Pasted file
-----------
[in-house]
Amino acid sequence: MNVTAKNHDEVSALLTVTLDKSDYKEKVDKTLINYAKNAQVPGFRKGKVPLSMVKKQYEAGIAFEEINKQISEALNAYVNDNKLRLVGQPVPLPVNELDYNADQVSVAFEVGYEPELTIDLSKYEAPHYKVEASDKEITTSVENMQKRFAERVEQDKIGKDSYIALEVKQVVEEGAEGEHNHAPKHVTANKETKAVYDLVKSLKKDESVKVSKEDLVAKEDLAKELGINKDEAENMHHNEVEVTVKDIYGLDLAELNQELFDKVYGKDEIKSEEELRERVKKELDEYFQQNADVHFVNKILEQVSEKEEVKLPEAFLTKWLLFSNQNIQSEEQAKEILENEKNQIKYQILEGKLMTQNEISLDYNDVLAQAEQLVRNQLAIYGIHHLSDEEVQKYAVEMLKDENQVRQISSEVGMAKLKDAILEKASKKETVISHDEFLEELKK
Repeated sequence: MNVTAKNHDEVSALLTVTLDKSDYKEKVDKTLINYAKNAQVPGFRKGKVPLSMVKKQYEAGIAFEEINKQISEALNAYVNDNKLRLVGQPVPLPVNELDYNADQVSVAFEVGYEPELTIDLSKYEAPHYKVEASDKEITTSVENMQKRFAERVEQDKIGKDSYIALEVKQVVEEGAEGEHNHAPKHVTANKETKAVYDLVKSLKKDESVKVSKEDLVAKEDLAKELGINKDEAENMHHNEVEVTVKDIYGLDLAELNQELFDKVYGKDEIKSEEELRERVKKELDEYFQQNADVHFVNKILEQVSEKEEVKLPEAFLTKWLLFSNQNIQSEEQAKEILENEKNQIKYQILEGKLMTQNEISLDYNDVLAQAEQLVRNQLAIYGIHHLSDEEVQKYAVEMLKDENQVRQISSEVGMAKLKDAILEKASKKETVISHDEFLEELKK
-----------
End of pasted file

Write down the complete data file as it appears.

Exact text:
[in-house]
Amino acid sequence: MNVTAKNHDEVSALLTVTLDKSDYKEKVDKTLINYAKNAQVPGFRKGKVPLSMVKKQYEAGIAFEEINKQISEALNAYVNDNKLRLVGQPVPLPVNELDYNADQVSVAFEVGYEPELTIDLSKYEAPHYKVEASDKEITTSVENMQKRFAERVEQDKIGKDSYIALEVKQVVEEGAEGEHNHAPKHVTANKETKAVYDLVKSLKKDESVKVSKEDLVAKEDLAKELGINKDEAENMHHNEVEVTVKDIYGLDLAELNQELFDKVYGKDEIKSEEELRERVKKELDEYFQQNADVHFVNKILEQVSEKEEVKLPEAFLTKWLLFSNQNIQSEEQAKEILENEKNQIKYQILEGKLMTQNEISLDYNDVLAQAEQLVRNQLAIYGIHHLSDEEVQKYAVEMLKDENQVRQISSEVGMAKLKDAILEKASKKETVISHDEFLEELKK
Repeated sequence: MNVTAKNHDEVSALLTVTLDKSDYKEKVDKTLINYAKNAQVPGFRKGKVPLSMVKKQYEAGIAFEEINKQISEALNAYVNDNKLRLVGQPVPLPVNELDYNADQVSVAFEVGYEPELTIDLSKYEAPHYKVEASDKEITTSVENMQKRFAERVEQDKIGKDSYIALEVKQVVEEGAEGEHNHAPKHVTANKETKAVYDLVKSLKKDESVKVSKEDLVAKEDLAKELGINKDEAENMHHNEVEVTVKDIYGLDLAELNQELFDKVYGKDEIKSEEELRERVKKELDEYFQQNADVHFVNKILEQVSEKEEVKLPEAFLTKWLLFSNQNIQSEEQAKEILENEKNQIKYQILEGKLMTQNEISLDYNDVLAQAEQLVRNQLAIYGIHHLSDEEVQKYAVEMLKDENQVRQISSEVGMAKLKDAILEKASKKETVISHDEFLEELKK